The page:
The earnings outlook for Japanese firms. While the U.S. corporate sector has experienced little or even negative earnings growth in recent fiscal years, Japanese firms have posted solid earnings growth and it’s worth noting that Japanese accounting standards are more conservative than elsewhere. Looking forward, I believe there is room for upward revision to currently low Japanese earnings estimates, given that current (and as always, conservative) projections were created at the start of the calendar year. Back then, the global growth outlook was less certain, and corporate guidance was more timid than usual due to now-resolved uncertainty over spring wage negotiations and a consumption tax hike. These upward revisions could provide a boost to Japanese stocks in coming months, especially if a corporate tax cut is passed over the summer.
A weaker yen. The continued U.S. recovery and the divergent U.S. and Japanese monetary policies imply a weaker yen (vs. the dollar) in the medium term. This, in turn, should help support Japanese corporate earnings.
Market Realist – A weaker currency helps boost a country’s exports by making them cheaper than other products from other markets. In Japan’s case, other countries such as Korea, Thailand, and Singapore are key competitors in the international export markets. Increased exports improve the country’s trade balance and bolster the economy through increased corporate revenues and profits.
To be sure, the Japanese stock market is not without its risks. In the near term, many investors are expecting the BOJ to come to the rescue with additional monetary easing this summer given that inflation remains well below the central bank’s target. So, there’s the risk that the BOJ will maintain its current policy for longer than the market expects.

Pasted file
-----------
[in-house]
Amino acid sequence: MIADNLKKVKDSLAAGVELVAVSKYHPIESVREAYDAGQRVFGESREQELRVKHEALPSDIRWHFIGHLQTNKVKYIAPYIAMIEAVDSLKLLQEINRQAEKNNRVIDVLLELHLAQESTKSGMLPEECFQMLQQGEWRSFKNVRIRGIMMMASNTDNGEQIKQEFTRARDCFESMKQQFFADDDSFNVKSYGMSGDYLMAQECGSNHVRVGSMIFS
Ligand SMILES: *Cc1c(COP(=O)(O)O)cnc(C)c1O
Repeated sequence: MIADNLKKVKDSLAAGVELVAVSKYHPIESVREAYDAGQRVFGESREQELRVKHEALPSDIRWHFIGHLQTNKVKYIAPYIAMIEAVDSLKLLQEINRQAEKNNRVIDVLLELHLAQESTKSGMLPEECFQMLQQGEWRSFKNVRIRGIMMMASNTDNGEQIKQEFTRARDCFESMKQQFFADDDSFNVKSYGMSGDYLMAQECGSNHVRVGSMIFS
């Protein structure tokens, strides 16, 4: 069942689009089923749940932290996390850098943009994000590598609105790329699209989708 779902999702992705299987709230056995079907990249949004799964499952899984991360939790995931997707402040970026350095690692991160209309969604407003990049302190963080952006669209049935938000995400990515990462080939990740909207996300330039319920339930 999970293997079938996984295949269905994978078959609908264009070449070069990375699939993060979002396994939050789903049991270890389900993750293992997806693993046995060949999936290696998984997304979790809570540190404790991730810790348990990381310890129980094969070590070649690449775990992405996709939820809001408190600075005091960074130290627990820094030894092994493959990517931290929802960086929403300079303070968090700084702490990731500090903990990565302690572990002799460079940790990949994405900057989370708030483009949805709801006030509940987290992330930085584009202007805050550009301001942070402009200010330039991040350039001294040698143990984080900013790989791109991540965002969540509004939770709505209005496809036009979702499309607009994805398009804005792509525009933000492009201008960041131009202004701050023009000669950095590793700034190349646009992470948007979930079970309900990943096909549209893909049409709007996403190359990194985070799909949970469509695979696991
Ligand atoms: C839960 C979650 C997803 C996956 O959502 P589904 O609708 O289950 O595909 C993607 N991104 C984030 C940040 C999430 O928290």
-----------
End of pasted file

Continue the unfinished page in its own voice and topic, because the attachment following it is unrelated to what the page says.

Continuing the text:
Even more importantly, over the longer term, the case for Japanese equities rests on structural reforms and improving corporate governance, changes that will take time. Still, given the many factors supporting Japanese equities, and especially a hedged position in the market, in 2014, I think Japan is an attractive bargain worth considering. In fact, other investors appear to be realizing this too. While Japanese stocks are certainly still down year-to-date, they are currently roughly 9% up from their April lows.
Sources: BlackRock, Bloomberg
Russ Koesterich, CFA, is the Chief Investment Strategist for BlackRock and iShares Chief Global Investment Strategist.
International investing involves risks, including risks related to foreign currency, limited liquidity, less government regulation and the possibility of substantial volatility due to adverse political, economic or other developments. These risks often are heightened for investments in emerging/developing markets or in concentrations of single countries
Market Realist – To learn how Japan’s monetary policy affected the yen’s value, see Does “Abenomics” mean a new era of yen depreciation?